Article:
Susan A. Thornton
Susan Thornton is a retired senior U.S. diplomat with almost three decades of experience with the U.S. State Department in Eurasia and East Asia. She is currently a Senior Fellow and Visiting Lecturer in Law at the Yale Law School Paul Tsai China Center. She is also the director of the Forum on Asia-Pacific Security at the National Committee on American Foreign Policy and a nonresident senior fellow at the Brookings Institution. Until July 2018, she was Acting Assistant Secretary for East Asian and Pacific Affairs at the Department of State and led East Asia policymaking amid crises with North Korea, escalating trade tensions with China, and a fast-changing international environment. In previous State Department roles, she worked on U.S. policy toward China, Korea and the former Soviet Union and served in leadership positions at U.S. embassies in Central Asia, Russia, the Caucasus and China.
Sophie Richardson serves as the China Director at Human Rights Watch. She has overseen the organization’s research and advocacy on China since 2006, and has published extensively on human rights and political reform in the country and across Southeast Asia. She has testified to the Canadian Parliament, European Parliament, and the United States Senate and House of Representatives. She is the author of China, Cambodia, and the Five Principles of Peaceful Coexistence (Columbia University Press, 2009), an in-depth examination of China’s foreign policy since 1954’s Geneva Conference, including rare interviews with Chinese policy makers.
Deborah Seligsohn is an Assistant Professor in the Political Science Department at Villanova University. Her research focuses on Chinese governance of air pollution. The major focus has been on how corporate concentration (whether companies compete with one another) affects the Chinese government’s ability to regulate air pollution. She also researches other aspects of environmental governance in China, India, and US-China relations, including the role of transparency in autocratic governance and the impact of the China trade shock on US politics. Prior to embarking on an academic career, she had a career in policy, first with the US State Department and then with the World Resources Institute.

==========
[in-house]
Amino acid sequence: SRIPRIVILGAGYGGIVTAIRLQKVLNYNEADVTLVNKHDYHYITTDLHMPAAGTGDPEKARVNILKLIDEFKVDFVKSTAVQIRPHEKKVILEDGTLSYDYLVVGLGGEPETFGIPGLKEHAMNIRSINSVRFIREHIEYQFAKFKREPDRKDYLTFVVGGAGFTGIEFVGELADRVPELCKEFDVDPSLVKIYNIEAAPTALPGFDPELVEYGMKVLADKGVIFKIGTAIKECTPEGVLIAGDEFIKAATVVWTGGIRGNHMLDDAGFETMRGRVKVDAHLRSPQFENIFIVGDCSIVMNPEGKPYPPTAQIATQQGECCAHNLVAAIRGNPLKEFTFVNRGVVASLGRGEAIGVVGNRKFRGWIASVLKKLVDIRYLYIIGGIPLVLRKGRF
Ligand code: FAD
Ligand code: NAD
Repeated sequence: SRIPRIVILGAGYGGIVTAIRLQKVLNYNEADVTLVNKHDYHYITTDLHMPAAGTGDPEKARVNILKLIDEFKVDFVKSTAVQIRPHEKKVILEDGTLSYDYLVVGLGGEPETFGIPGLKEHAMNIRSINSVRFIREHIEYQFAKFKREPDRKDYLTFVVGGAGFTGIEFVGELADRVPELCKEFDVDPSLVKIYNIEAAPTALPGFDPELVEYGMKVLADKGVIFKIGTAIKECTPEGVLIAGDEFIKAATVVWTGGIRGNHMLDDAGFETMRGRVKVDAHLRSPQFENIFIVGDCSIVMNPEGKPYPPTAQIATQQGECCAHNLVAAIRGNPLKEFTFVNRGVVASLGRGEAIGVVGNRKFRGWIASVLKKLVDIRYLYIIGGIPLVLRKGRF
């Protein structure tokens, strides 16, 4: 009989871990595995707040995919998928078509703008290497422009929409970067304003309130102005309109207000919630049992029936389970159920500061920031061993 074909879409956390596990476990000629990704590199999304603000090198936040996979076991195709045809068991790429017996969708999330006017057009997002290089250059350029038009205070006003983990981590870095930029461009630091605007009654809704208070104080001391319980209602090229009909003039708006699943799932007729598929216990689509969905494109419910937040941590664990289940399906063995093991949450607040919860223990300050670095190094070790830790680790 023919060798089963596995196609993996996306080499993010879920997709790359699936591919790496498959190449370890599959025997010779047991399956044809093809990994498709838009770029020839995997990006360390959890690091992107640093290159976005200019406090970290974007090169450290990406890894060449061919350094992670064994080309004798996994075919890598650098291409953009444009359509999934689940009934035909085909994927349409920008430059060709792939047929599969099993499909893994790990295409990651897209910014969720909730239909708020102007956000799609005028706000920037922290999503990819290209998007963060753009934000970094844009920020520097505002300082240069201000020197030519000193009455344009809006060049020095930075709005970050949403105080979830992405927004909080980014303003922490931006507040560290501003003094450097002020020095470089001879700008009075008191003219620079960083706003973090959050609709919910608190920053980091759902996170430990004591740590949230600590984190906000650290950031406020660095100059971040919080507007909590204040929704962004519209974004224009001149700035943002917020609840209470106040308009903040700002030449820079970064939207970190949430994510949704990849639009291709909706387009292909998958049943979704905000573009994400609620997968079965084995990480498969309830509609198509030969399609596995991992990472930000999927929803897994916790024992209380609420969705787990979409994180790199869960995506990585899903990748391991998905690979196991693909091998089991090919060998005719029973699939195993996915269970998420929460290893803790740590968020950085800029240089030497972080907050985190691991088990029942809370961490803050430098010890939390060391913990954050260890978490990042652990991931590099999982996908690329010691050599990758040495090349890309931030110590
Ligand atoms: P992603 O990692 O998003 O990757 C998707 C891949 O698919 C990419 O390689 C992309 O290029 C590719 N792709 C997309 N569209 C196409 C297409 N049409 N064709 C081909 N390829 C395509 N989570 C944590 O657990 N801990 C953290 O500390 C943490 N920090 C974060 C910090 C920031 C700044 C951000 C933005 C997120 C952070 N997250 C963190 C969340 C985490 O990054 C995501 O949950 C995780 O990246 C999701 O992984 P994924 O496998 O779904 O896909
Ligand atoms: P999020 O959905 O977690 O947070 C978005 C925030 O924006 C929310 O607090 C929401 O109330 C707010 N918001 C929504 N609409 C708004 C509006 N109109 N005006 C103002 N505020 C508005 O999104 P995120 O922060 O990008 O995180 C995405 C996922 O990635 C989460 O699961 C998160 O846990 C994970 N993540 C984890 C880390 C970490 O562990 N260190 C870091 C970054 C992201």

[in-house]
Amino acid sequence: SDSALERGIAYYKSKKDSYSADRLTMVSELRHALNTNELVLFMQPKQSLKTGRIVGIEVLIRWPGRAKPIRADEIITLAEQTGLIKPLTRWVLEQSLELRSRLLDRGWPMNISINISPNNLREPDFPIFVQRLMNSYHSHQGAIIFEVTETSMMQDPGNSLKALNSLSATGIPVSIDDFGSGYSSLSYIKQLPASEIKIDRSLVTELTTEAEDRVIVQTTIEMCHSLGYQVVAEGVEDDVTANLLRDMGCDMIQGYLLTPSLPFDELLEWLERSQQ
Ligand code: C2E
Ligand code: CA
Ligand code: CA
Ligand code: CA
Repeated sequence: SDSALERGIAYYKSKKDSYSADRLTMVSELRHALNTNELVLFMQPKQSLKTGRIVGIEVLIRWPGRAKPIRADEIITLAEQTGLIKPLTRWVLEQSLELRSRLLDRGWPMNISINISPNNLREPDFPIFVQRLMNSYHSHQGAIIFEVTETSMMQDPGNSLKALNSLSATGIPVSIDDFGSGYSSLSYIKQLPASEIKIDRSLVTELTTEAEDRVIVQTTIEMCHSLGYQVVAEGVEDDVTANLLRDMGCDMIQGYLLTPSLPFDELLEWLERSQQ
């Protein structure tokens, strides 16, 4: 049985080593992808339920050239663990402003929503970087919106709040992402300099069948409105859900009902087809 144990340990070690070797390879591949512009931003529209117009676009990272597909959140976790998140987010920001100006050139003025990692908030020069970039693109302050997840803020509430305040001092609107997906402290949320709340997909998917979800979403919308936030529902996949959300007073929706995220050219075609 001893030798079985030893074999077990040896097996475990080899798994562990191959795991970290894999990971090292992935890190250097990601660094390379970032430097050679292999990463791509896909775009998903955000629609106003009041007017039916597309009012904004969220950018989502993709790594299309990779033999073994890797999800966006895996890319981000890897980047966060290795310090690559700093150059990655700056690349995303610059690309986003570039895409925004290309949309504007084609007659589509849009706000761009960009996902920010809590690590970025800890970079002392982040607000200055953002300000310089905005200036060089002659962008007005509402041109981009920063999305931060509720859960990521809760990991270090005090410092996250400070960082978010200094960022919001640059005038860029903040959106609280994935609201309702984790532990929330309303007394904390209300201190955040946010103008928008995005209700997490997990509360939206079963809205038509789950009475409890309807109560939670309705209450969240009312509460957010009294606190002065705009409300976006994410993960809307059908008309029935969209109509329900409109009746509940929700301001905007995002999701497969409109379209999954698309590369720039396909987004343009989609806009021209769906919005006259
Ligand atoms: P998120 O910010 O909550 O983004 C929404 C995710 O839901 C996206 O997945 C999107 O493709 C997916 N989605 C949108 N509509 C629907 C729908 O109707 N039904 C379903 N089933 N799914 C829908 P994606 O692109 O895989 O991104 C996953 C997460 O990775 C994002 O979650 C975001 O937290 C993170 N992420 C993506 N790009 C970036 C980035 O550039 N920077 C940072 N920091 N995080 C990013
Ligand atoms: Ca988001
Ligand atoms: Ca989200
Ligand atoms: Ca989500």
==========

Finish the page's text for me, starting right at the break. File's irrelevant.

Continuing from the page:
Mark Sidel is the Doyle-Bascom Professor of Law and Public Affairs at the University of Wisconsin-Madison. He has consulted and published widely on the nonprofit sector and philanthropy in China, India, Vietnam and elsewhere in Asia. He served on the Ford Foundation team that established the Foundation’s office in China, and as the Foundation’s first program officer for legal reform and nonprofit organizations based in Beijing in the late 1980s. Later he developed and managed Ford’s country programs in Vietnam, and then managed Ford’s regional program on philanthropy and the nonprofit sector in South Asia, based in New Delhi. He serves on the board of the Washington-based International Center for Not-for-Profit Law and a number of other groups.
Paul Triolo is Senior Vice President for China and Technology Policy Lead at Albright Stonebridge Group. He advises clients in technology, financial services, and other sectors as they navigate complex political and regulatory matters in China and around the world. An expert in global technology policy, he was most recently founder, Practice Head, and Managing Director of the Geo-Technology practice at Eurasia Group. Previously, he spent more than 25 years in senior positions in the U.S. government, analyzing China’s rise as a technology power and advising senior policymakers on a broad set of technology-related issues. At the beginning of his career, he worked as an engineer for a semiconductor testing firm in Silicon Valley.
Guobin Yang is the Grace Lee Boggs Professor of Communication and Sociology at the Annenberg School for Communication and Department of Sociology at the University of Pennsylvania, where he is also the Associate Dean for Graduate Studies at the Annenberg School for Communication, Director of the Center on Digital Culture and Society, and Deputy Director of the Center for the Study of Contemporary China. He studies social movements, digital culture, global communication, and contemporary China. He is the author of the award-winning The Power of the Internet in China: Citizen Activism Online (Columbia University Press, 2009) and The Red Guard Generation and Political Activism in China (Columbia University Press, 2016). His new book The Wuhan Lockdown has just been published by Columbia University Press.